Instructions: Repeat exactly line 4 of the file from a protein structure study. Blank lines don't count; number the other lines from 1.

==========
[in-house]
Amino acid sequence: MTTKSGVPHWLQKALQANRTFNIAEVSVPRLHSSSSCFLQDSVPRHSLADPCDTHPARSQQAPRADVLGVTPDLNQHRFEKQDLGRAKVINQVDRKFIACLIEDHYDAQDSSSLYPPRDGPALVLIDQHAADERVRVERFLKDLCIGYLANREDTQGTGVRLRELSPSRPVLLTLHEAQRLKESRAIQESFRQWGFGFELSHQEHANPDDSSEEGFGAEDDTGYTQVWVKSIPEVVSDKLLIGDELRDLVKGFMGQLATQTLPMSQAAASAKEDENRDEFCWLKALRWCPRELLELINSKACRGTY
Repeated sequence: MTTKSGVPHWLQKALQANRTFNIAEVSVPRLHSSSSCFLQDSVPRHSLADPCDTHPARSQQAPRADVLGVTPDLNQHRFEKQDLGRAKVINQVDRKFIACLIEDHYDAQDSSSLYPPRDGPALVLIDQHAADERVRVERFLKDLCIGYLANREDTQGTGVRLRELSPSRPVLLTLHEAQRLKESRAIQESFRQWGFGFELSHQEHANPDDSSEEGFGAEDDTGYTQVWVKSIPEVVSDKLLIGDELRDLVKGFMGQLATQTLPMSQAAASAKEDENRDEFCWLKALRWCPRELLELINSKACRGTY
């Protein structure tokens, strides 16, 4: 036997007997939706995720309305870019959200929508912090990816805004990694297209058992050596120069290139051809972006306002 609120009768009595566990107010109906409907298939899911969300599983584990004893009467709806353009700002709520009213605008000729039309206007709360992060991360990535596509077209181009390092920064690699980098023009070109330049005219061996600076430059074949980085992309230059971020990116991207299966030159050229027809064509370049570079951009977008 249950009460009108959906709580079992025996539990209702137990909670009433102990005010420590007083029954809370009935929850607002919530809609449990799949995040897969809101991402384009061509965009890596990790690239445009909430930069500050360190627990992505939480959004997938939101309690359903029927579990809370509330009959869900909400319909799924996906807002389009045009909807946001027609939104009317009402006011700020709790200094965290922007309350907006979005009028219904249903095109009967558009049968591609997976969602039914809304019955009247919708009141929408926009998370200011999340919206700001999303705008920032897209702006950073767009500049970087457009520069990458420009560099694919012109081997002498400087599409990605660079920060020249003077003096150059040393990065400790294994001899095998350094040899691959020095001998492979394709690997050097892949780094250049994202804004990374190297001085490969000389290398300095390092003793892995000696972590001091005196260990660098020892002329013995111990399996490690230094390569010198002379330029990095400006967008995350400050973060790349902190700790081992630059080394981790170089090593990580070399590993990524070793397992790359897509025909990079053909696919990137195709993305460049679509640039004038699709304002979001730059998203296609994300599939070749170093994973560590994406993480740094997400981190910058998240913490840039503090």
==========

């Protein structure tokens, strides 16, 4: 036997007997939706995720309305870019959200929508912090990816805004990694297209058992050596120069290139051809972006306002 609120009768009595566990107010109906409907298939899911969300599983584990004893009467709806353009700002709520009213605008000729039309206007709360992060991360990535596509077209181009390092920064690699980098023009070109330049005219061996600076430059074949980085992309230059971020990116991207299966030159050229027809064509370049570079951009977008 249950009460009108959906709580079992025996539990209702137990909670009433102990005010420590007083029954809370009935929850607002919530809609449990799949995040897969809101991402384009061509965009890596990790690239445009909430930069500050360190627990992505939480959004997938939101309690359903029927579990809370509330009959869900909400319909799924996906807002389009045009909807946001027609939104009317009402006011700020709790200094965290922007309350907006979005009028219904249903095109009967558009049968591609997976969602039914809304019955009247919708009141929408926009998370200011999340919206700001999303705008920032897209702006950073767009500049970087457009520069990458420009560099694919012109081997002498400087599409990605660079920060020249003077003096150059040393990065400790294994001899095998350094040899691959020095001998492979394709690997050097892949780094250049994202804004990374190297001085490969000389290398300095390092003793892995000696972590001091005196260990660098020892002329013995111990399996490690230094390569010198002379330029990095400006967008995350400050973060790349902190700790081992630059080394981790170089090593990580070399590993990524070793397992790359897509025909990079053909696919990137195709993305460049679509640039004038699709304002979001730059998203296609994300599939070749170093994973560590994406993480740094997400981190910058998240913490840039503090």